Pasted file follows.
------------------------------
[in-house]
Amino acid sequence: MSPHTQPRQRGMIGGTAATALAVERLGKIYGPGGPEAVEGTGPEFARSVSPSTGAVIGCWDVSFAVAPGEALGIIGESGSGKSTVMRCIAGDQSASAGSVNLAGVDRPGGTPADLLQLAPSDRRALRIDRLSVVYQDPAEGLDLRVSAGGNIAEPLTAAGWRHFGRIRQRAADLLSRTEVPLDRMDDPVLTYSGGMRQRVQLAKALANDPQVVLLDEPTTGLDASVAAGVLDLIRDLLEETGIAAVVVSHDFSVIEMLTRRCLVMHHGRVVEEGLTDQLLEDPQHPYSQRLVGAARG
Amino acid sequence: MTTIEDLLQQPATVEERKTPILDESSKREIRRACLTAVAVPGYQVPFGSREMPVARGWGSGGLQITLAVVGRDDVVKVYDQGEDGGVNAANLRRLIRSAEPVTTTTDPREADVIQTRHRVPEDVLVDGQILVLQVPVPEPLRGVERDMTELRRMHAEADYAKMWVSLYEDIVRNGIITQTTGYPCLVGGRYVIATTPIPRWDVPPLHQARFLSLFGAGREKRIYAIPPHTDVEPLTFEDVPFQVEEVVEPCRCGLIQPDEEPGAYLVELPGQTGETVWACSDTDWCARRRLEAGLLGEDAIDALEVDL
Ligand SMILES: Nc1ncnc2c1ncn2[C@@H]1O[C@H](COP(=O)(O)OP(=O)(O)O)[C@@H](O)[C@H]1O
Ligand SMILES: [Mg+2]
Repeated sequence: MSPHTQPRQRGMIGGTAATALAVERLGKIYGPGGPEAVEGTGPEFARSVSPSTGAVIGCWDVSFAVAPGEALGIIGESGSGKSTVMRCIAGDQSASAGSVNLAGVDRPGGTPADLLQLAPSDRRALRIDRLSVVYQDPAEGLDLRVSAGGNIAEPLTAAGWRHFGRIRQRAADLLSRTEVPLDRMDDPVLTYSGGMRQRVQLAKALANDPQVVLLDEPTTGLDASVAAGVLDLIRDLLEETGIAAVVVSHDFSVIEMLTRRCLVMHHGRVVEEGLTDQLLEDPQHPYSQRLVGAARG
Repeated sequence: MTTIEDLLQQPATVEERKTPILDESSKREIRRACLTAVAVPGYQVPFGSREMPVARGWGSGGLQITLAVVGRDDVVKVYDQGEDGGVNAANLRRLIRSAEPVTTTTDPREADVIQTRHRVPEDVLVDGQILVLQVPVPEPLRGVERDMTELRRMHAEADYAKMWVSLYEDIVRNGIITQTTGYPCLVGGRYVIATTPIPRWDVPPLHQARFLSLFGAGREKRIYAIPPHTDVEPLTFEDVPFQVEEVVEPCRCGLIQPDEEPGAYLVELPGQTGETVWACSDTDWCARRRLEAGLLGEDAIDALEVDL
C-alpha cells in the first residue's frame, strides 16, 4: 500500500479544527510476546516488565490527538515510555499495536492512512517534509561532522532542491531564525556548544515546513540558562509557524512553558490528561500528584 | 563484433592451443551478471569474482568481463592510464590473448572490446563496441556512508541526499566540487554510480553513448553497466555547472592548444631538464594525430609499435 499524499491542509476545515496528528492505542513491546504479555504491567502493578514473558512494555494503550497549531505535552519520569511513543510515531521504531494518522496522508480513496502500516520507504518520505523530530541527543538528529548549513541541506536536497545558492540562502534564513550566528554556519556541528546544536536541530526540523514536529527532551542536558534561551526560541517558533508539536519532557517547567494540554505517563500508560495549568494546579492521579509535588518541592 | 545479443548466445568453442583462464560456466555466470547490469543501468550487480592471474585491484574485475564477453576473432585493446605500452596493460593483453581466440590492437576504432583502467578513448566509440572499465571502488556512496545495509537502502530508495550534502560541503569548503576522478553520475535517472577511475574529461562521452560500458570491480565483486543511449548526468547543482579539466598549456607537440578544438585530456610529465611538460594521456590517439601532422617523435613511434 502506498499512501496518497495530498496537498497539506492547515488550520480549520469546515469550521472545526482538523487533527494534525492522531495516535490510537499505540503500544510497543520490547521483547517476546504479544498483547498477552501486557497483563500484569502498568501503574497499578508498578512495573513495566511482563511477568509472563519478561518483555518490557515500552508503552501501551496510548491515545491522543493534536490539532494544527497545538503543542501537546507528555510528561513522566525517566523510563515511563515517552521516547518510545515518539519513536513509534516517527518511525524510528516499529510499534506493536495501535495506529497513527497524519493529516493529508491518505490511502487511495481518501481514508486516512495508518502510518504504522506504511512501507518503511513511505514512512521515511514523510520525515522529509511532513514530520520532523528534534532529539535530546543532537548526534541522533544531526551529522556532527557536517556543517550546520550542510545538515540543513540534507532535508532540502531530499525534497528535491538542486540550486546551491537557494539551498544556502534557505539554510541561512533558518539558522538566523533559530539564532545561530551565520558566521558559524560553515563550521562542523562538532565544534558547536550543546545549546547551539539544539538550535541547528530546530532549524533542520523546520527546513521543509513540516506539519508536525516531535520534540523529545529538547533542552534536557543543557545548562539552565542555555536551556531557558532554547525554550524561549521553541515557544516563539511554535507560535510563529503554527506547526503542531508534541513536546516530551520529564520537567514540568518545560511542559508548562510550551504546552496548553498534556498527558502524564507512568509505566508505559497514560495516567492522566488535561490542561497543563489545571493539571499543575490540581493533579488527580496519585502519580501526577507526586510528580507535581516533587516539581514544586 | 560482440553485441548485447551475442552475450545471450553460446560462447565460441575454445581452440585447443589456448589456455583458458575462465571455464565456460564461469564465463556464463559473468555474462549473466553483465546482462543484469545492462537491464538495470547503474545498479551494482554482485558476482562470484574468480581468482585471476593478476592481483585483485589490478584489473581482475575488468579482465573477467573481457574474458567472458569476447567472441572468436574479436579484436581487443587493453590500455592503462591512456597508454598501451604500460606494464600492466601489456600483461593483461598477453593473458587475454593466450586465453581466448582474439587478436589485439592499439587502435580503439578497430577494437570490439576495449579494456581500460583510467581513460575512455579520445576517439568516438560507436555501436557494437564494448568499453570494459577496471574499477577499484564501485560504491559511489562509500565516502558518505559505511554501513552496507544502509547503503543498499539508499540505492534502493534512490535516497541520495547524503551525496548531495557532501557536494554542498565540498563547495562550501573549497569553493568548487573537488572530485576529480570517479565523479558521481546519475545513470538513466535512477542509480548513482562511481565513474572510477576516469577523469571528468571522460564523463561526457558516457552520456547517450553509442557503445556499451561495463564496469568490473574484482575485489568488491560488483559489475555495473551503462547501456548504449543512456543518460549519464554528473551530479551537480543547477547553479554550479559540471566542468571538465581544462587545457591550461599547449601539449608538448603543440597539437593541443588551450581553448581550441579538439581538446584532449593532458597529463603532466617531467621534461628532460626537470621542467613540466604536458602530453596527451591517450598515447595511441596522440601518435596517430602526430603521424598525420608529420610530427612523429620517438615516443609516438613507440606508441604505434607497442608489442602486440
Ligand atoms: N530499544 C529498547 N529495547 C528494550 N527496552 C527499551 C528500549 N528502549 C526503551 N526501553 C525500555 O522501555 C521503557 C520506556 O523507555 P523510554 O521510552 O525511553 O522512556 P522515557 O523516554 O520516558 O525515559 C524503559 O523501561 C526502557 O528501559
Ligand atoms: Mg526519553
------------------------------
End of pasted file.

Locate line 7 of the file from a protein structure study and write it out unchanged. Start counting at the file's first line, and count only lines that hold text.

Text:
Repeated sequence: MTTIEDLLQQPATVEERKTPILDESSKREIRRACLTAVAVPGYQVPFGSREMPVARGWGSGGLQITLAVVGRDDVVKVYDQGEDGGVNAANLRRLIRSAEPVTTTTDPREADVIQTRHRVPEDVLVDGQILVLQVPVPEPLRGVERDMTELRRMHAEADYAKMWVSLYEDIVRNGIITQTTGYPCLVGGRYVIATTPIPRWDVPPLHQARFLSLFGAGREKRIYAIPPHTDVEPLTFEDVPFQVEEVVEPCRCGLIQPDEEPGAYLVELPGQTGETVWACSDTDWCARRRLEAGLLGEDAIDALEVDL